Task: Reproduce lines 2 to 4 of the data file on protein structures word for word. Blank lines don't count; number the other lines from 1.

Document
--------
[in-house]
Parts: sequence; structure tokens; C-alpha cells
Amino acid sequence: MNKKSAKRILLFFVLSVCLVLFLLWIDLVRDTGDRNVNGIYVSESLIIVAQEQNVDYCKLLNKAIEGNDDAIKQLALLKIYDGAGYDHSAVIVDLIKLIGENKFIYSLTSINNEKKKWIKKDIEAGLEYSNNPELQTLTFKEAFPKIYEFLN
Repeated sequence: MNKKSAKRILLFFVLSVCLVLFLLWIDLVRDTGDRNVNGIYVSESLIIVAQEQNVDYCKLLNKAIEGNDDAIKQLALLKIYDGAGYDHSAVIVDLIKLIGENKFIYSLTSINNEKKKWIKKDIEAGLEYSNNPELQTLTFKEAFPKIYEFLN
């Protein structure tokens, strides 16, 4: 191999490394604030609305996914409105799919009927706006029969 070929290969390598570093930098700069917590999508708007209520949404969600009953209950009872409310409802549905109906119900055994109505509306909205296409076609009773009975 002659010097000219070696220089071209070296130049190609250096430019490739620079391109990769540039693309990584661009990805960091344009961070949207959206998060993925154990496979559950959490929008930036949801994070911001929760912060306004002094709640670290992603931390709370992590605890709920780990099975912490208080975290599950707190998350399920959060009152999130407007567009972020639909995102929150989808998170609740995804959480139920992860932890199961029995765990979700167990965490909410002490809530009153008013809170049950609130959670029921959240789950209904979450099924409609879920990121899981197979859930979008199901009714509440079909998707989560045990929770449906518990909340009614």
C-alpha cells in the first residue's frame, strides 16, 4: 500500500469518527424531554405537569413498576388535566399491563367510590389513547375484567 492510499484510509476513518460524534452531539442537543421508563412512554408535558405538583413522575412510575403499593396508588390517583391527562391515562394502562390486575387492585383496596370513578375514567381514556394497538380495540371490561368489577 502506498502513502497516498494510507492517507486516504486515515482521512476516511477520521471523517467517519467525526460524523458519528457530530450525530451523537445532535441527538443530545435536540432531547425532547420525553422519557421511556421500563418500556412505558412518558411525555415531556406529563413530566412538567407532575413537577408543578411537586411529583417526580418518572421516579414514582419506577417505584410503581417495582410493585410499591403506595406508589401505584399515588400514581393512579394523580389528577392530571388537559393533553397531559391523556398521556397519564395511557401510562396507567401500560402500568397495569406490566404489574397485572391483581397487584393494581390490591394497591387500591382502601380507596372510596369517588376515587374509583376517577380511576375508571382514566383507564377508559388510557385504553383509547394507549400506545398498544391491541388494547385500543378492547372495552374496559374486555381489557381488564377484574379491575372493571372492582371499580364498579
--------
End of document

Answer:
Parts: sequence; structure tokens; C-alpha cells
Amino acid sequence: MNKKSAKRILLFFVLSVCLVLFLLWIDLVRDTGDRNVNGIYVSESLIIVAQEQNVDYCKLLNKAIEGNDDAIKQLALLKIYDGAGYDHSAVIVDLIKLIGENKFIYSLTSINNEKKKWIKKDIEAGLEYSNNPELQTLTFKEAFPKIYEFLN
Repeated sequence: MNKKSAKRILLFFVLSVCLVLFLLWIDLVRDTGDRNVNGIYVSESLIIVAQEQNVDYCKLLNKAIEGNDDAIKQLALLKIYDGAGYDHSAVIVDLIKLIGENKFIYSLTSINNEKKKWIKKDIEAGLEYSNNPELQTLTFKEAFPKIYEFLN